American Diabetes Association Revises Diabetes Guidelines

Laurie Barclay, MD

December 29, 2009

December 29, 2009 — The American Diabetes Association (ADA) revised clinical practice recommendations for diabetes diagnosis promote hemoglobin A1c (A1c) as a faster, easier diagnostic test that could help reduce the number of undiagnosed patients and better identify patients with prediabetes. The new recommendations are published December 29 in the January supplement of Diabetes Care.

"We believe that use of the A1c, because it doesn't require fasting, will encourage more people to get tested for type 2 diabetes and help further reduce the number of people who are undiagnosed but living with this chronic and potentially life-threatening disease," Richard M. Bergenstal, MD, ADA president-elect of medicine & science, said in a news release. "Additionally, early detection can make an enormous difference in a person's quality of life. Unlike many chronic diseases, type 2 diabetes actually can be prevented, as long as lifestyle changes are made while blood glucose levels are still in the pre-diabetes range."

The A1c test, which measures average blood glucose levels for a period of up to 3 months, was previously used only to evaluate diabetic control with time. An A1c level of approximately 5% indicates the absence of diabetes, and according to the revised evidence-based guidelines, an A1c score of 5.7% to 6.4% indicates prediabetes, and an A1c level of 6.5% or higher indicates the presence of diabetes.

For optimal diabetic control, the recommended ADA target for most people with diabetes is an A1c level no greater than 7%. It is hoped that achieving this target would help prevent serious diabetes-related complications including nephropathy, neuropathy, retinopathy, and gum disease.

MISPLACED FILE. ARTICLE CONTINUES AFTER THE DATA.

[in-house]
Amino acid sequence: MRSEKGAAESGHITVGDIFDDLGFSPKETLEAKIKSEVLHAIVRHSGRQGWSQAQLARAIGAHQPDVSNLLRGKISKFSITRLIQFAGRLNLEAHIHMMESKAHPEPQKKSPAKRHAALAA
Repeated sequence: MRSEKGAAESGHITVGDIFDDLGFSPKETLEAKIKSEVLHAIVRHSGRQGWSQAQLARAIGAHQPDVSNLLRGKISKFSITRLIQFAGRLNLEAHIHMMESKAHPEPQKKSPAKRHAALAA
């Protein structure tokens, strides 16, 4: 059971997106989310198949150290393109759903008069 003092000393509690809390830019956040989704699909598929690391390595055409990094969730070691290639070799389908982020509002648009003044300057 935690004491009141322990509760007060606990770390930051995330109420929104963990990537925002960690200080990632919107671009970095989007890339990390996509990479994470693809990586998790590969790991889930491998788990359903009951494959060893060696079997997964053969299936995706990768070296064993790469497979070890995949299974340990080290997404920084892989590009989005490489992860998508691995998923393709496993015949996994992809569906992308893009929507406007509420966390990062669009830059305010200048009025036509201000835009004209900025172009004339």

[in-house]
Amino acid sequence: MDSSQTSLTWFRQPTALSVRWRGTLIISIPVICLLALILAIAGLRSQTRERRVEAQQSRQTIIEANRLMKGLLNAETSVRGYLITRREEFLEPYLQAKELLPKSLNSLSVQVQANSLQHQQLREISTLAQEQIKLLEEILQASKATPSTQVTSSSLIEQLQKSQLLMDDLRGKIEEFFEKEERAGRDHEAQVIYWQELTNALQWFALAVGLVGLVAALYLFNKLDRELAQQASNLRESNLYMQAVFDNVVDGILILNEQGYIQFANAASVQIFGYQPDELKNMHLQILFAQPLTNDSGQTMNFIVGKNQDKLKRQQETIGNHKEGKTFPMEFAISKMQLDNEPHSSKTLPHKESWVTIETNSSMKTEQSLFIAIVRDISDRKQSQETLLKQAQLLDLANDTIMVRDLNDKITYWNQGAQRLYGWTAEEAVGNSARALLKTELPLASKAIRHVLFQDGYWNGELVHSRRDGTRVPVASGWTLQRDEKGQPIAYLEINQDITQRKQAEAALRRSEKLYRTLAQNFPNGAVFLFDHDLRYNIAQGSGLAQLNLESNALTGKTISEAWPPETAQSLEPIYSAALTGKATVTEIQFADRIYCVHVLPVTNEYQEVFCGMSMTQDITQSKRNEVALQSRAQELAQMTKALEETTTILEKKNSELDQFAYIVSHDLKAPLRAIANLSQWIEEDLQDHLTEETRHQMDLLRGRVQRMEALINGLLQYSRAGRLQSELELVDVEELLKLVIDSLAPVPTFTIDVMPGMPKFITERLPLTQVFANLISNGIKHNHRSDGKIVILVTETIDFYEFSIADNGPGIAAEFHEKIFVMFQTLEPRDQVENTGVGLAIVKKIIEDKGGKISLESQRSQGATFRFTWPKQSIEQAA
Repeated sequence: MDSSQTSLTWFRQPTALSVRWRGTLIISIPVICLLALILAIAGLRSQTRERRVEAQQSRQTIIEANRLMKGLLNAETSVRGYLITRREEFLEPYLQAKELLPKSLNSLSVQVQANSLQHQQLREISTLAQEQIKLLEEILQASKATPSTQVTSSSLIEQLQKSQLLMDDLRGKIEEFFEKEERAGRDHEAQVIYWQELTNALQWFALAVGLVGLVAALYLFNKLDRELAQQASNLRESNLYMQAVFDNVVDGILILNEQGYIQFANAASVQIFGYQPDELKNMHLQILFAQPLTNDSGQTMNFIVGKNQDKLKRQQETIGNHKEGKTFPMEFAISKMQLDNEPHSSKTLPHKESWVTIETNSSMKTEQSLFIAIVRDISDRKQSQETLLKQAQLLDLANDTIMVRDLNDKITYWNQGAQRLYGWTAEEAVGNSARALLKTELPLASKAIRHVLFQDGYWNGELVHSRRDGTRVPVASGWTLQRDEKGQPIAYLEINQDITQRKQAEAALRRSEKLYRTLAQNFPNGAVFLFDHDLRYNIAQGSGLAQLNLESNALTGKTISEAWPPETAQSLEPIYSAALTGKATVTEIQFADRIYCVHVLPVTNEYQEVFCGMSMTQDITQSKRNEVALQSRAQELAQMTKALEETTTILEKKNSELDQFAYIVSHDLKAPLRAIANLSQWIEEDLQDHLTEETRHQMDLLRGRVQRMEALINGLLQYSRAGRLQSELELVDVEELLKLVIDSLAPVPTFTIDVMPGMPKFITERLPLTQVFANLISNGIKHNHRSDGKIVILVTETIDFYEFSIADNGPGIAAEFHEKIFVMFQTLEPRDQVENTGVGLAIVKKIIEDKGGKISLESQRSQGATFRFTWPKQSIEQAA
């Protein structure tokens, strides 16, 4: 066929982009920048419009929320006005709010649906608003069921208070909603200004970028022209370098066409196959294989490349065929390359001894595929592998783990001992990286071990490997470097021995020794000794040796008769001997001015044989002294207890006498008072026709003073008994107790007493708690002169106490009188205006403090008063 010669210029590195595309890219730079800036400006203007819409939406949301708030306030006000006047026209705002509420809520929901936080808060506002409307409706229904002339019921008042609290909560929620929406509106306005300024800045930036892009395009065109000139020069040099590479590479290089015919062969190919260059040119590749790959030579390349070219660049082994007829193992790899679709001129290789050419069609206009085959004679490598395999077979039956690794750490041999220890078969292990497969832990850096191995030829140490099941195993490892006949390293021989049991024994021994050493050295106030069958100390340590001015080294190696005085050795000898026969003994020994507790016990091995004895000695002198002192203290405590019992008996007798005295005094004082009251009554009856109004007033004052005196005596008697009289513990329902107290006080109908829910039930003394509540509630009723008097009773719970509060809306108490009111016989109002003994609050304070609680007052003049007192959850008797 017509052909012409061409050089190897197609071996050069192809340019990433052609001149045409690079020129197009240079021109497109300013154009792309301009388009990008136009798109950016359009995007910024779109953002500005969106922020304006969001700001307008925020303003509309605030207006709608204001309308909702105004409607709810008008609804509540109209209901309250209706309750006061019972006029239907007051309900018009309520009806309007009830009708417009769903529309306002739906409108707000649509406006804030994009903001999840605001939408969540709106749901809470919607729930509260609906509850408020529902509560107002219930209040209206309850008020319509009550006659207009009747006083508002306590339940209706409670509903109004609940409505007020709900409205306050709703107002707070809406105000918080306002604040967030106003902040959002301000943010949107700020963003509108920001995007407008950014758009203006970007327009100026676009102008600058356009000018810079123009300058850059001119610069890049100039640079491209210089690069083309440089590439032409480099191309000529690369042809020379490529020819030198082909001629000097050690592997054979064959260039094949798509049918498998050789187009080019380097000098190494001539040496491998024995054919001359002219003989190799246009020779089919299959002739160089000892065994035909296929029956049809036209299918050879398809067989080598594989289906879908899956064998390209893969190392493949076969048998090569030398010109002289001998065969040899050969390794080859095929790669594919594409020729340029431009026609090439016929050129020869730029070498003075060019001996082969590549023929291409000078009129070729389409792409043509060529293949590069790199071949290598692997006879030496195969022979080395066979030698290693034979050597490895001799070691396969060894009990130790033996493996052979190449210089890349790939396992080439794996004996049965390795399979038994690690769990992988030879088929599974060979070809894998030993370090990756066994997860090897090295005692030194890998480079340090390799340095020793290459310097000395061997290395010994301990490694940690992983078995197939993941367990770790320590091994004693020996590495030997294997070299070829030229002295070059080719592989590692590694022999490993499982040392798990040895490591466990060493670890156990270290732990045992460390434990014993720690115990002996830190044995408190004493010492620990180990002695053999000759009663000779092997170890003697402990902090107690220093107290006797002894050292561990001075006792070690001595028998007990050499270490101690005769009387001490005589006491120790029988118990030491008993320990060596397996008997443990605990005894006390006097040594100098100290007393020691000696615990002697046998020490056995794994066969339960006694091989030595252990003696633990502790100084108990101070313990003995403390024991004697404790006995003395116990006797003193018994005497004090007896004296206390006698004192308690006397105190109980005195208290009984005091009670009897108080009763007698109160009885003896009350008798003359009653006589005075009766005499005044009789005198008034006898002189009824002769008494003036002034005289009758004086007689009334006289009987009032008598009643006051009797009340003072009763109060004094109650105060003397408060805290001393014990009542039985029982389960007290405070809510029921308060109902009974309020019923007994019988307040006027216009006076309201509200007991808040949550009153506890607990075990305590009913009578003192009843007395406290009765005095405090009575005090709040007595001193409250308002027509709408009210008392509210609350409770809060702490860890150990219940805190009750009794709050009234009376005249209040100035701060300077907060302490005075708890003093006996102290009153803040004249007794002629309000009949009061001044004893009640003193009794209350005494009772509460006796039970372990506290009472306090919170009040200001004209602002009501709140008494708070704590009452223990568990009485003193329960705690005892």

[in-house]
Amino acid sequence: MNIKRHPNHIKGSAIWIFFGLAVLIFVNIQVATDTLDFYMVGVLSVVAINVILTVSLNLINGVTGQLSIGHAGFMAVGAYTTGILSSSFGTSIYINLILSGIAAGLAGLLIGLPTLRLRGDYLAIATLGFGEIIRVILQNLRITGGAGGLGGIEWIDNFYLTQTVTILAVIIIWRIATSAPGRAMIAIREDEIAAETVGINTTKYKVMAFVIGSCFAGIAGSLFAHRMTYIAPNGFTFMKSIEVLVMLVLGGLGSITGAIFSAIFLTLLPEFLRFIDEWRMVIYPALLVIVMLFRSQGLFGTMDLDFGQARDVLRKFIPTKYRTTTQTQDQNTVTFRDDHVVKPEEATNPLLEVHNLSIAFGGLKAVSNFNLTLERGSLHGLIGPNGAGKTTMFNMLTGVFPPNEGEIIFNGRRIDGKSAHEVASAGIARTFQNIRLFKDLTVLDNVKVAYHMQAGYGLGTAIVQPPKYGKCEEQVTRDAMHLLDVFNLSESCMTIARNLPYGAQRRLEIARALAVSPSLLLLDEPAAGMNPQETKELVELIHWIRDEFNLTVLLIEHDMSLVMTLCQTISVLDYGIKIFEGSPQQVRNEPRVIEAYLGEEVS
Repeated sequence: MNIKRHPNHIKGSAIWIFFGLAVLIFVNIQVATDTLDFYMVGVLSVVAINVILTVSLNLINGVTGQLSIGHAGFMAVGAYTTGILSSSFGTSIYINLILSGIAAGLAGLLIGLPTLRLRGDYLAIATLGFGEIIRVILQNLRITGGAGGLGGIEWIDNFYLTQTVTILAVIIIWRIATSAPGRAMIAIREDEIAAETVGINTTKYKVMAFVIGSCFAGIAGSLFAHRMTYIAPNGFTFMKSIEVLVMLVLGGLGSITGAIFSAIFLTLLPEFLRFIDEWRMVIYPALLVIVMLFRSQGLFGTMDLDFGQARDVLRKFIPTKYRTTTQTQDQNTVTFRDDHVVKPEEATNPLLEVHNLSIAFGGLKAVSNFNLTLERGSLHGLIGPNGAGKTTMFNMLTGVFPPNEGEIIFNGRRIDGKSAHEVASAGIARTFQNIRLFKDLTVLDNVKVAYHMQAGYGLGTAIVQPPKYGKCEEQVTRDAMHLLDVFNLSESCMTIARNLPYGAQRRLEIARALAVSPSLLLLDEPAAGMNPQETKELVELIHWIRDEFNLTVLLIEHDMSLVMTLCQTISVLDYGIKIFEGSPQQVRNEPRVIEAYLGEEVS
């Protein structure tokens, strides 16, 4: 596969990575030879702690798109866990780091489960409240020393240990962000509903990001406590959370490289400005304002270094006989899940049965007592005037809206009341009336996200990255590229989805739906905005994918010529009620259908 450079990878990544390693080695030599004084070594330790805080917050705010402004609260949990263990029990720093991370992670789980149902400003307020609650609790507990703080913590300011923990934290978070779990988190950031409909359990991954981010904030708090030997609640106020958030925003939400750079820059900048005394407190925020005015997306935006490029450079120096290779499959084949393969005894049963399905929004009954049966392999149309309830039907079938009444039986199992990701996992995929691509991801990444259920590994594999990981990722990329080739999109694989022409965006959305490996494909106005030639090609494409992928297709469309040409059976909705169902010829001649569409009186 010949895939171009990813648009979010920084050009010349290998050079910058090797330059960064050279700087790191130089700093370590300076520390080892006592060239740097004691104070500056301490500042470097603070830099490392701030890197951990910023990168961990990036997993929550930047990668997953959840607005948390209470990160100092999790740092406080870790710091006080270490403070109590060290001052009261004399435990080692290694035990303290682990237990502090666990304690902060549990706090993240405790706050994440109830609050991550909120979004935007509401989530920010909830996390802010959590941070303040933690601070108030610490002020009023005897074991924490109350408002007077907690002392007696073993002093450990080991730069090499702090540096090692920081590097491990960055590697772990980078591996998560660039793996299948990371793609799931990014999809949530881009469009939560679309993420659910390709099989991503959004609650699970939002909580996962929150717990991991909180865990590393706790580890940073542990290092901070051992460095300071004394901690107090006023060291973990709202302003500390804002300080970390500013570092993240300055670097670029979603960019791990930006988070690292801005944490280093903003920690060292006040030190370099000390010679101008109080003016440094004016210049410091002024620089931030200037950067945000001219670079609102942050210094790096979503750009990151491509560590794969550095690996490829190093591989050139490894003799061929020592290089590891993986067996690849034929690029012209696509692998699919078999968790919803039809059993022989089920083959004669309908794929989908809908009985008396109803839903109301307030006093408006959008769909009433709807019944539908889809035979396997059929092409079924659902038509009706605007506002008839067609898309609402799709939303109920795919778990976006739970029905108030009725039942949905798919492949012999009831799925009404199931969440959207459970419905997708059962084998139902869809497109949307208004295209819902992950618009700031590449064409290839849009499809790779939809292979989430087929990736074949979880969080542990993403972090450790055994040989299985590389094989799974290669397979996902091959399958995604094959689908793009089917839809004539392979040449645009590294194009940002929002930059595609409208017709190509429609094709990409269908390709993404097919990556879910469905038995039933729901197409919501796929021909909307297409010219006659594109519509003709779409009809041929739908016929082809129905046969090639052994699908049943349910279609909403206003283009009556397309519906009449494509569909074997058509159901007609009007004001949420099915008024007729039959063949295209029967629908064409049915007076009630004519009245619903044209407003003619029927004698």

Unlike fasting plasma glucose testing and the oral glucose tolerance test, A1c testing does not require overnight fasting. Compliance with screening may therefore be improved through use of the A1c test, which can be determined from a single nonfasting blood sample.

Recommendation Changes for 2010

Specific changes in the 2010 Clinical Practice Recommendations are as follows:

  • A section on diabetes related to cystic fibrosis has been added to "Standards of Medical Care in Diabetes." New evidence has shown that early diagnosis of cystic fibrosis-related diabetes and aggressive treatment with insulin have narrowed the gap in mortality between patients with cystic fibrosis with and without diabetes and have eliminated the sex difference in mortality rates. New recommendations for the clinical management of cystic fibrosis-related diabetes, based on a 2009 consensus conference, will be published in 2010 in a consensus report.

  • Revision of the section "Diagnosis of Diabetes" now includes the use of the A1c level for diabetes diagnosis, with a cutoff point of 6.5%.

  • The section formerly named "Diagnosis of Pre-diabetes" is now named "Categories of Increased Risk for Diabetes." Categories suggesting an increased risk for future diabetes now include an A1c range of 5.7% to 6.4%, as well as impaired fasting glucose and impaired glucose tolerance levels.

  • Revisions to the section "Detection and Diagnosis of GDM [Gestational Diabetes Mellitus]" now include a discussion of possible future changes in this diagnosis, according to international consensus. Screening recommendations for gestational diabetes are to use risk factor analysis and an oral glucose tolerance test, if appropriate. Women diagnosed with gestational diabetes should be screened for diabetes 6 to 12 weeks postpartum and should have subsequent screening for the development of diabetes or prediabetes.